(1) The requirement of a 5% detection rate. Not removing a chemical from the “Report” until all reported subgroups have fallen below the 5% detection rate is a conservative approach, allowing continued population monitoring even though some subgroups would no longer meet that criterion. A 5% detection rate allows an estimate of the 95th percentile for a population group. The 95th percentile is extremely useful for characterizing levels of unusual exposure in a population. If removal of a chemical from the “Report” resulted by meeting this criterion, but there were known exposures to special groups that are of public health interest, targeted monitoring studies could be recommended. CDC may be able to assist some states or other agencies in biomonitoring of special groups with unusual potential for exposure or who potentially may be at more risk for adverse health effects.

(2) The adequate number of survey periods applicable to the criterion. No absolute guide governs the number of survey periods necessary for inclusion in this criterion. CDC considered three survey periods because this number was the minimum number of survey point estimates from which trends might be calculated. Still, environmental conditions and releases of chemicals may change human exposures over time, and for some persistent chemicals—that is, persistent either in the body or in the environment—the 6-year period would be too short to measure a meaningful change. Thus, to accommodate these situations, CDC added exemption “b.” CDC has also rephrased the following statement to address reassessment of a chemical removed from the “Report” under either criterion 2 or 3: “For a chemical that meets criterion 2 or 3, the chemical would be removed from the ‘Report’ for two future survey periods (4 years) and then measured again in the following survey period (2 years). If either criterion 2 or 3 is still satisfied for this 12-year period (i.e., three initial 2-year survey periods, two intervening 2-year survey periods, final 2-year survey period), then the chemical would be removed from the ‘Report’ and not reinstated unless the chemical once again met the criteria for inclusion in the ‘Report.’ ”

(3) The definition of “methodologically and chemically related group.” Often, many similar chemicals are measured together in the same analytical procedure on a single preparation of an individual specimen. This is possible because the chemicals share similar physical/chemical properties and because of recent advances in separation and detection technologies (e.g., chromatography followed by mass spectrometry). Such chemicals were previously referred to as belonging to a “methodologically and chemically related group.” Because of issues in the following discussion, the terminology and definition have been changed to the following: A “method-related group” is defined as a group of chemicals that are (1) measured together using a single analytical method; (2) structurally similar; (3) typically generated together from exposure sources (e.g., dioxin congeners, furan congeners, polyaromatic hydrocarbons); and (4) typically assessed for health risk together as a group.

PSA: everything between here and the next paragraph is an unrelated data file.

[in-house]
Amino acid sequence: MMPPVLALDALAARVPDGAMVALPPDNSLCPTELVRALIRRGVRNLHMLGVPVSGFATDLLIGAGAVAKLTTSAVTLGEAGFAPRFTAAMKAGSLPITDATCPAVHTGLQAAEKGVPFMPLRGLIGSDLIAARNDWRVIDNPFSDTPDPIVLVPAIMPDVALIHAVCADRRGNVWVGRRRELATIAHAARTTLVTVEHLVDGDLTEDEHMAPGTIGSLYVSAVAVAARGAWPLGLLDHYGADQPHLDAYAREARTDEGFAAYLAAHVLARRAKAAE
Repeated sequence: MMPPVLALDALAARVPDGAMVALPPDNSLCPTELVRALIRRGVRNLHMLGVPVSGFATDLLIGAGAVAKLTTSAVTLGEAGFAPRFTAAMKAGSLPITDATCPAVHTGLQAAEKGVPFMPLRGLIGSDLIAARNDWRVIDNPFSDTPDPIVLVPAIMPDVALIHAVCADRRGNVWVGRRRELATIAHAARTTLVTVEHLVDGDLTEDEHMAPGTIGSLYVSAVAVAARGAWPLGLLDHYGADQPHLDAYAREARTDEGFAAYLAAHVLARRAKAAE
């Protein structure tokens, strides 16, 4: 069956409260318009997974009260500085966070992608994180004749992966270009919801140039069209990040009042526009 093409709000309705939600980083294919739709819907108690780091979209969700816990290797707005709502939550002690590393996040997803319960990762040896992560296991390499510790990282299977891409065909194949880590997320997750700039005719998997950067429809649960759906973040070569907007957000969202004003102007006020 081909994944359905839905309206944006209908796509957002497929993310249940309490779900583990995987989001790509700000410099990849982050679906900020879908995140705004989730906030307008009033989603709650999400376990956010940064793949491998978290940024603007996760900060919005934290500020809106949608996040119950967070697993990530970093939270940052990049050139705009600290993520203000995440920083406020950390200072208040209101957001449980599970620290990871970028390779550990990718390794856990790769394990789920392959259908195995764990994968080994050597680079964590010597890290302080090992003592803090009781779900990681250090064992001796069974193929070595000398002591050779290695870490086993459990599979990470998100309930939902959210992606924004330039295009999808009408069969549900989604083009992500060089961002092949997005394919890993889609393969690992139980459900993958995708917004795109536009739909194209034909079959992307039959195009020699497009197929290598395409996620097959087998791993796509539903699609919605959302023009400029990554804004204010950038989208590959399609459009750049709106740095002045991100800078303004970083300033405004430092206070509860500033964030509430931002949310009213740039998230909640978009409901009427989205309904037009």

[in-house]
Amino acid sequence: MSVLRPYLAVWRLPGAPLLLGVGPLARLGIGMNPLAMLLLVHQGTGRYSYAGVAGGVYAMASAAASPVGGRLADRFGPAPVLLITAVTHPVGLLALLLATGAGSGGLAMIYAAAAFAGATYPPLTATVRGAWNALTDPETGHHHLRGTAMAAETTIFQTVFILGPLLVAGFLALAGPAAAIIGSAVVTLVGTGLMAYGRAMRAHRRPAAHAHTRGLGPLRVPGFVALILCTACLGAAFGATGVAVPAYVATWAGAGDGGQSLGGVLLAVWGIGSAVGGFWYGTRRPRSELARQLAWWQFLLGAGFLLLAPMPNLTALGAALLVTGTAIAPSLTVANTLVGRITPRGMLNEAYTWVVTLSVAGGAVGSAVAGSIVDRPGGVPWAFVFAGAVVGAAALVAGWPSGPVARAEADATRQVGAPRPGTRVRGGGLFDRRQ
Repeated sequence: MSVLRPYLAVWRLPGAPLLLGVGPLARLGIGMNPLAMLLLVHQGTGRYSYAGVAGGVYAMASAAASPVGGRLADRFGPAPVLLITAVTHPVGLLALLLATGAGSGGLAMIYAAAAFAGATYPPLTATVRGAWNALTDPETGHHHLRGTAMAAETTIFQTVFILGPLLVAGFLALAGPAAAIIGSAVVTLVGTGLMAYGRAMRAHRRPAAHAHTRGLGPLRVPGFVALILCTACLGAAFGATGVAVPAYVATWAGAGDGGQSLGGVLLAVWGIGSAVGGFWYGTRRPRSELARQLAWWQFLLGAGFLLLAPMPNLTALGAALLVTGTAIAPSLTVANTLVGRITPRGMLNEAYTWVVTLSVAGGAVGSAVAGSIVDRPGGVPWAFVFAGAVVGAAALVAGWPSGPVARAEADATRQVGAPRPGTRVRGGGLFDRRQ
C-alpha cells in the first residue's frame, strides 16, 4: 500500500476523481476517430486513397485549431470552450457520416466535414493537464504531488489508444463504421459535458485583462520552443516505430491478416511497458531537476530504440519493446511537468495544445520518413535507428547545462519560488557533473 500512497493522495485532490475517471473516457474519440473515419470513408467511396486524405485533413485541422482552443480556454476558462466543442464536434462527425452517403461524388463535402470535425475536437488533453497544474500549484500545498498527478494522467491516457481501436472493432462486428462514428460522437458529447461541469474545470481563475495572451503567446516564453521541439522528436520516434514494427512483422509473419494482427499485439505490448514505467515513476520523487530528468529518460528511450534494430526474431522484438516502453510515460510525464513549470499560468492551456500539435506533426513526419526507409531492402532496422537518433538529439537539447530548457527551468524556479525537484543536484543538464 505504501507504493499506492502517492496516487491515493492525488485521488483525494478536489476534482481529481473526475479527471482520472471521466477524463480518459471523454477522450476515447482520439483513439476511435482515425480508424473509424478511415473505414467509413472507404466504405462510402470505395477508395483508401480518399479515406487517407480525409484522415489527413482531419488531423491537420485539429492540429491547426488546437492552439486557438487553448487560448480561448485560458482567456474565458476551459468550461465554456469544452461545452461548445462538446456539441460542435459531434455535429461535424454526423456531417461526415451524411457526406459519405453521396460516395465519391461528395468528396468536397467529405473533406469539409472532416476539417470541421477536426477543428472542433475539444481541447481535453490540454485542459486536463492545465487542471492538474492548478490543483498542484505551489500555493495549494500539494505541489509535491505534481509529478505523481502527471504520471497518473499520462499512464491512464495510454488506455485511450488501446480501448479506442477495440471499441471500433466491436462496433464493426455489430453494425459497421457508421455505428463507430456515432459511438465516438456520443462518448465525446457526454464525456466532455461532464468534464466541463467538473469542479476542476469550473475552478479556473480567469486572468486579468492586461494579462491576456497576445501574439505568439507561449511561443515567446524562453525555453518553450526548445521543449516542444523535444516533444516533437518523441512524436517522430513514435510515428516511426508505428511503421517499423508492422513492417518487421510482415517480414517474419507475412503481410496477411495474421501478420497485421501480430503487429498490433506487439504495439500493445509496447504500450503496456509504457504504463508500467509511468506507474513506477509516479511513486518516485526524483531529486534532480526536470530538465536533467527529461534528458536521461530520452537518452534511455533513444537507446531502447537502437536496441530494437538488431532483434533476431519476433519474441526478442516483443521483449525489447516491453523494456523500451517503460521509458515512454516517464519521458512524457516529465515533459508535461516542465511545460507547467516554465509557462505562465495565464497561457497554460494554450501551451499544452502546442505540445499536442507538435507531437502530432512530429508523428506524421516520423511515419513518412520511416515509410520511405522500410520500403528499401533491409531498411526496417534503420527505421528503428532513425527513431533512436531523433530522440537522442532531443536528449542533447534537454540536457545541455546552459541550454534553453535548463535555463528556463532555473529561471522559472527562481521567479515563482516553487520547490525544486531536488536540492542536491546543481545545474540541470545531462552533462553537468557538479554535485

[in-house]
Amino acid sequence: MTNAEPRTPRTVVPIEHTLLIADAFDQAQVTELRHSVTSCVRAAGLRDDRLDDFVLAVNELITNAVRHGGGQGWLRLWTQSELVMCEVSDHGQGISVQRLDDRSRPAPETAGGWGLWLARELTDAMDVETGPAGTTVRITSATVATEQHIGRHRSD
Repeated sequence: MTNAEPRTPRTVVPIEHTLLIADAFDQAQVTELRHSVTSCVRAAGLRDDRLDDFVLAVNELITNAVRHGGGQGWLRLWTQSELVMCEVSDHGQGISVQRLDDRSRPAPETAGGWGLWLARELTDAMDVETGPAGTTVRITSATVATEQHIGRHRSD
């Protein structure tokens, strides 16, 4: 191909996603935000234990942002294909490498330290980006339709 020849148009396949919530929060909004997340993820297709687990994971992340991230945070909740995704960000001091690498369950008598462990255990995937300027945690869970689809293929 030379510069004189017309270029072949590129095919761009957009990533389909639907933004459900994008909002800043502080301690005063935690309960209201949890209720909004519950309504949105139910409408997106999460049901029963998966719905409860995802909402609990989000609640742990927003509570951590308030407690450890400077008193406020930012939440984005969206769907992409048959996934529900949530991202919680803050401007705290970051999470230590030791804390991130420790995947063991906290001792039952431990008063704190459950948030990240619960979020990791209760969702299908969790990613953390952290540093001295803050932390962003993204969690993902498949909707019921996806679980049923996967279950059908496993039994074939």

Commenters asked whether a chemical satisfying this criterion should be measured in subsequent reports (as CDC intends) only because other chemicals in the “methodologically and chemically related group” were being reported. CDC seeks to balance both the scientific importance and cost of measuring specific chemicals. In regard to scientific importance, scientists who consider the aggregate effect of certain chemical groups (e.g., molar sums or toxic equivalents [TEQs]) may need to know whether a component chemical of a group was not detected and noncontributory as opposed to not measured. CDC would continue to measure a chemical in a method-related group that met this criterion for removal where it would be helpful for risk assessment of the entire group of chemicals (e.g., dioxins).

(4) The application of the criterion to the entire group versus individual chemicals in the group to achieve cost savings.

Commenters asked whether there would not be some cost savings by not Start Printed Page 16687measuring a chemical that met a criterion for removal among the multiple chemicals measured in such an assay. Removing one of a group of related chemicals (e.g., PCBs) from the “Report” although it alone meets a criterion, would generate little additional savings. The relative cost savings are in direct proportion to the number of chemicals in a multichemical analysis. Removing 1 of 26 chemicals (e.g., PCB congeners) would save only about 4% of the post-instrumental analysis labor and cost of standards but would result in little or no savings in all other costs such as labor, supplies, sample preparation, and instrument analysis. Thus, if cost impact were minimal, CDC would continue to measure a chemical in a method-related group that met this removal criterion.